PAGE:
The Dog Food Diet: Sprint 1

releasehounds1

The team leaving Sprint Planning meeting.  From left, mounted, our Scrum Master and Product Owner.

Release the hounds!  We have a product vision and a team working to realize that vision.  Let’s see how they got out of the gate.

In an ideal world, the first sprint for a fresh team unrolls like the first 10 plays of a Joe Montana-led 49er’s team back in the 80s.  We roll down the field racking up first downs and eventually score a touchdown while barely acknowledging the other team’s existence.

In real life, IRL as the kids like to say, you almost never start fresh.  The team comes together from ‘doing other stuff’, some of the team is already working on the product, and if you’re just starting Scrum you’re getting people on board with the methodology.  These challenges have consequences and that’s where we are.

Sprint 1

Goal: Get the physical and mechanical elements in place to support the first installation.

There is a base lump of physical stuff that needs to exist to support a working prototype.  It needs to fit a physical form-factor and has some functional requirements like access and environmental control.  The physical and mechanical bits are a weakness in the team so there’s no question this is a right-sized, perhaps even aggressive goal for Sprint 1.

Velocity:  Total guess here, but we’re going with 40 points as our initial velocity based on a reference story that usually takes us less than half a day.  It’s a nice number, but of absolutely no use to us because ….

Sprint Backlog: Ummmmmm …. <see retrospective below>

Sprint Review: The goal of the sprint was, for the most part, met.  Physical requirements of the working prototype were in place and the base for an installation of the control and monitoring elements was established.  Dangling elements largely consisted of things that needed to be bought that hadn’t arrived in time.  In the PO’s estimation they didn’t materially detract from the goal.

Sprint Retrospective:  The PO says we met the sprint goal so everything’s great, right?  Not even close.  Check out the Jira burndown chart below.  If your burndowns look like this, you’re doing it wrong.  Let’s dissect the sprint reports and tease out the ScrumFail.

sprint1burndownchart

Just looking at the burndown chart, it looks like we took no work at sprint planning, sat on our hands for eight days, added a bunch of scope on day 9, added more scope on day 10, did some work on day 11, did some more work on day 12, then did nothing on days 13 and 14.  Who works like that?  Even so, we recorded a velocity of 18 points.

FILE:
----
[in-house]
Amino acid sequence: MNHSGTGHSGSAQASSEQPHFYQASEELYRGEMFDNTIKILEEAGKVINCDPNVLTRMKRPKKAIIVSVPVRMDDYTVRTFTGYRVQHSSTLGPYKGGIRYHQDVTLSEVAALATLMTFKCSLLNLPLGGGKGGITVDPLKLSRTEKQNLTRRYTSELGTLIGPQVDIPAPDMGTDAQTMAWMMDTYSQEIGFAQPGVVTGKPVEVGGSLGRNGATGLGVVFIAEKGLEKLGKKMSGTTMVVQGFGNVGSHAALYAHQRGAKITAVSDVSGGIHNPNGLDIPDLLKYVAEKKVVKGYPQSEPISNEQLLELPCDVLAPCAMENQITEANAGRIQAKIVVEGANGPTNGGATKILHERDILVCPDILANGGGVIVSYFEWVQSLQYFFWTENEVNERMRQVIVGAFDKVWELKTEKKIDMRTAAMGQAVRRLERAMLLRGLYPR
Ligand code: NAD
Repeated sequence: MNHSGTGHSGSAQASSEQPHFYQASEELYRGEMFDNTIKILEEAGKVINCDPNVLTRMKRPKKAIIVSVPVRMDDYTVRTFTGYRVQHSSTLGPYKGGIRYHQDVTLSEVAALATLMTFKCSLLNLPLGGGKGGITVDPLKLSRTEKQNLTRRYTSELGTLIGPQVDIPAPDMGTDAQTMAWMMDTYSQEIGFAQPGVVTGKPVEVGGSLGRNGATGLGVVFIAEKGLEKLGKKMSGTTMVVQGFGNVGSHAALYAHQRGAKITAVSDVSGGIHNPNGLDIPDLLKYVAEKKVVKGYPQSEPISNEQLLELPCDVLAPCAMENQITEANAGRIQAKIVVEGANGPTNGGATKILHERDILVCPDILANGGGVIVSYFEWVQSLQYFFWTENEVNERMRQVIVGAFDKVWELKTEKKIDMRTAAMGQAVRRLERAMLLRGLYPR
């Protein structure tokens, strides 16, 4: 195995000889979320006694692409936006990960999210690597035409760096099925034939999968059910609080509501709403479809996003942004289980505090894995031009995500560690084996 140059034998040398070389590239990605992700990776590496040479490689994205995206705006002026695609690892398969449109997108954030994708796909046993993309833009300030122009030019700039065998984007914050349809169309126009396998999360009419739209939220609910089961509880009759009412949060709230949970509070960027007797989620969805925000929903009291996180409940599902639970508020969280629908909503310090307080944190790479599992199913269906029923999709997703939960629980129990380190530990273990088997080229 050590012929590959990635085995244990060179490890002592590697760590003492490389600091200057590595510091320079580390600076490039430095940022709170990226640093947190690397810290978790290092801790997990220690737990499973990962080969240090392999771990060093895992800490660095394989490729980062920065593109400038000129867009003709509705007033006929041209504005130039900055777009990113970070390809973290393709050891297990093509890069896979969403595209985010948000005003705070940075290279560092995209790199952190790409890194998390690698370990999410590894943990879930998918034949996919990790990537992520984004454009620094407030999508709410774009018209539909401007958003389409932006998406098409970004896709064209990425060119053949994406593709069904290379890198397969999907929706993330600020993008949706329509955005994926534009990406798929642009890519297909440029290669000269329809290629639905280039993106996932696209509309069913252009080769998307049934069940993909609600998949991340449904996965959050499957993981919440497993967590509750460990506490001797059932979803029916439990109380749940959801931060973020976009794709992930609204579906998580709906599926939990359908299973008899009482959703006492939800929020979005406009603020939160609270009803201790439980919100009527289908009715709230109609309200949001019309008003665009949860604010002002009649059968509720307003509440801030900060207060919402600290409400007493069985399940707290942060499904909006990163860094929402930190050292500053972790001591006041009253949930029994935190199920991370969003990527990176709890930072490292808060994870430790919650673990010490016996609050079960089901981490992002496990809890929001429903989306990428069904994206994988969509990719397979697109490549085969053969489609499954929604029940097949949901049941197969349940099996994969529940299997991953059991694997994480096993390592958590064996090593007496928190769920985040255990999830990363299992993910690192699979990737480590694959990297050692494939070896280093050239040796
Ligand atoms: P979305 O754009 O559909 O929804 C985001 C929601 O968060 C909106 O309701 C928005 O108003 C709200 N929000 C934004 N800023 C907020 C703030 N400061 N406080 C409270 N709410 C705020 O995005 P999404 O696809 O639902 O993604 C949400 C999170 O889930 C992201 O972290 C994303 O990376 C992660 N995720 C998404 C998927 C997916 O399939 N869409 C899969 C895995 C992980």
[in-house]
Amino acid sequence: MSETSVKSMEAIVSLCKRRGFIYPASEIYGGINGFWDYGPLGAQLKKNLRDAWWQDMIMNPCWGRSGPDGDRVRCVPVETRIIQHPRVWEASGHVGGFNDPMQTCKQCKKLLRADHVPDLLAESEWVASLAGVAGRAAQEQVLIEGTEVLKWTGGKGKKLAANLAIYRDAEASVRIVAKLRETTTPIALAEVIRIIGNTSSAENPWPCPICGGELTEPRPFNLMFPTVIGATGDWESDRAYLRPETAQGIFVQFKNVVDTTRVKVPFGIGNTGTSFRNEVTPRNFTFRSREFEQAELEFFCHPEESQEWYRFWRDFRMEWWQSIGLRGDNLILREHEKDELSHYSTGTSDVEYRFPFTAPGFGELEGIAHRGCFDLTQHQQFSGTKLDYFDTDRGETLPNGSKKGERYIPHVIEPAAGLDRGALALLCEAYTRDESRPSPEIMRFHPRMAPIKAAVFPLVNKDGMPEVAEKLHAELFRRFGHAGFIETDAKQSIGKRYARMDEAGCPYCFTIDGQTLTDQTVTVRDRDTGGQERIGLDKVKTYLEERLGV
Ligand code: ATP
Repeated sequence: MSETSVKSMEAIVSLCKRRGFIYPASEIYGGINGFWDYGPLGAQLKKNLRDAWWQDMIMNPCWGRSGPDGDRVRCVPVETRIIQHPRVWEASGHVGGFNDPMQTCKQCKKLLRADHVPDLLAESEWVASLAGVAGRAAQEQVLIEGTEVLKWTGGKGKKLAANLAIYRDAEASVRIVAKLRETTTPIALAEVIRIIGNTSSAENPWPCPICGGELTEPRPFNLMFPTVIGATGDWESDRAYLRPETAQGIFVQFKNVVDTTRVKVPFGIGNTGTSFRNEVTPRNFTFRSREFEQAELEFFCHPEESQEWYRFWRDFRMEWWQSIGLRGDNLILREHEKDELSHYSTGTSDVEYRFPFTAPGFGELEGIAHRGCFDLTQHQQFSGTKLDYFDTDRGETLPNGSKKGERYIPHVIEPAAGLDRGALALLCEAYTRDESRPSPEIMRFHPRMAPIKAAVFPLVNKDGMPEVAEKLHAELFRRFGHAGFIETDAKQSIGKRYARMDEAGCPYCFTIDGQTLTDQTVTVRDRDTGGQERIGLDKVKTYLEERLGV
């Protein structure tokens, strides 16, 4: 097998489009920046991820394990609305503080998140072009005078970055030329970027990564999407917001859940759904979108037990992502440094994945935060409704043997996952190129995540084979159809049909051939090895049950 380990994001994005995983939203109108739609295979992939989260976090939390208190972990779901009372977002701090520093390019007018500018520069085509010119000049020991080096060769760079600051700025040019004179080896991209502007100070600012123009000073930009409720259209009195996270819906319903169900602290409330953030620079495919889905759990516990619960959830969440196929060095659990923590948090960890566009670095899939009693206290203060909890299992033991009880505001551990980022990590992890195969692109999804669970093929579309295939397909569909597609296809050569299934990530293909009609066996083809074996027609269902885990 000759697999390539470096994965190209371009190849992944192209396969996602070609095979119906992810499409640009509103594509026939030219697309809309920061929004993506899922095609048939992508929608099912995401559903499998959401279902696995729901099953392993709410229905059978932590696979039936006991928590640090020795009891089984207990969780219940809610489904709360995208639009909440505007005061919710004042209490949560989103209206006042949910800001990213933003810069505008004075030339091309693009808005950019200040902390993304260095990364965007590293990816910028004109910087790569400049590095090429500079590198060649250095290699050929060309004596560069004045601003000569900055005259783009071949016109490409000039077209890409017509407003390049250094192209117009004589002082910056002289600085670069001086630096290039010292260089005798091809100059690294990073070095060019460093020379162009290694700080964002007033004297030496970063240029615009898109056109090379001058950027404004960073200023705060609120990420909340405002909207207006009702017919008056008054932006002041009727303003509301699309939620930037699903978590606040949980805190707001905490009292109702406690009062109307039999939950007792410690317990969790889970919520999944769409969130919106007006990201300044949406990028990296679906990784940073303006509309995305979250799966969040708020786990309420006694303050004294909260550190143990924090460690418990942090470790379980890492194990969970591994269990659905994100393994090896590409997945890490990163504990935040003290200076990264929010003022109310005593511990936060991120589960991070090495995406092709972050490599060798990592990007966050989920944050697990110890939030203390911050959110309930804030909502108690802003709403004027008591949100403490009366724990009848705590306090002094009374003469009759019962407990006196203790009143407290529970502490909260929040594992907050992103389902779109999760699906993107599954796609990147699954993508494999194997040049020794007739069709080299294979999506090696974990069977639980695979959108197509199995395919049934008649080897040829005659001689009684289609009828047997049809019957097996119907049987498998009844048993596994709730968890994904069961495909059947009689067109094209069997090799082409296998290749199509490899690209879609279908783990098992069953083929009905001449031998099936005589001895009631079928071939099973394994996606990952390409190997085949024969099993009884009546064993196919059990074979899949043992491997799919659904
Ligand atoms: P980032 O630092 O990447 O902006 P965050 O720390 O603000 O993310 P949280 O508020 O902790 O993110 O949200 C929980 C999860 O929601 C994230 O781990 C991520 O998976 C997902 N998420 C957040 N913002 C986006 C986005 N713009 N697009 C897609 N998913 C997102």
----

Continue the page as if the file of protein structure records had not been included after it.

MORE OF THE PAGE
If we look at the second half of the Jira burndown report, we see what actually happened. Sprint planning consisted of taking the existing task list, imposing a rough ordering, and skipping the sizing.  We started with a boatload of issues, launched right into them but didn’t size them until one week into the sprint.  Jira reports this as a scope change of plus-40 on day 9 of our 14 day sprint.  We also burned down a number of issues before sizing them.

sprint1burndownlist

Note on Scrum burndown charts.  When you burn down hours, you’re burning down time on task.  There’s no hint of whether that time produced anything.  See here for the Mandatory Dilbert link.  When you burn down points, you’re burning down delivery of user-visible value.  The latter matters.  The former is about as useful in product development as a sundial

Week 1 was the enthusiasm stage.  Getting started was all-consuming. It wasn’t until week 2 that the SM and PO woke up and realized that they were foregoing a learning opportunity and, belatedly, fixed up both the backlogs.  Not good but not fatal either.

This is not unusual for a team starting with Scrum.  The team was working on some of this stuff already, had Scrum imposed on it on-the-fly and the SM/PO combination didn’t get its act together backlog-wise until the second week.  It happens.

Our kaizen for the next sprint?  Backlog appropriately groomed for next sprint planning.

Note on sprint length.  If we were working on 1 week sprints we would have ended Sprint 1 on Day 7 with zero work committed, zero delivered and a useless velocity metric.  On the plus side, we would have woken up on Day 8 staring at a total ScrumFail and fixed it earlier than we actually did with our 2 week sprint.  If we were a bigger organization, the second week of this ScrumFail would likely have been an ugly reconsideration of the entire Scrum thing.

 

About JR
Software guy, startup guy, non-fiction glutton, south shore inhabitant

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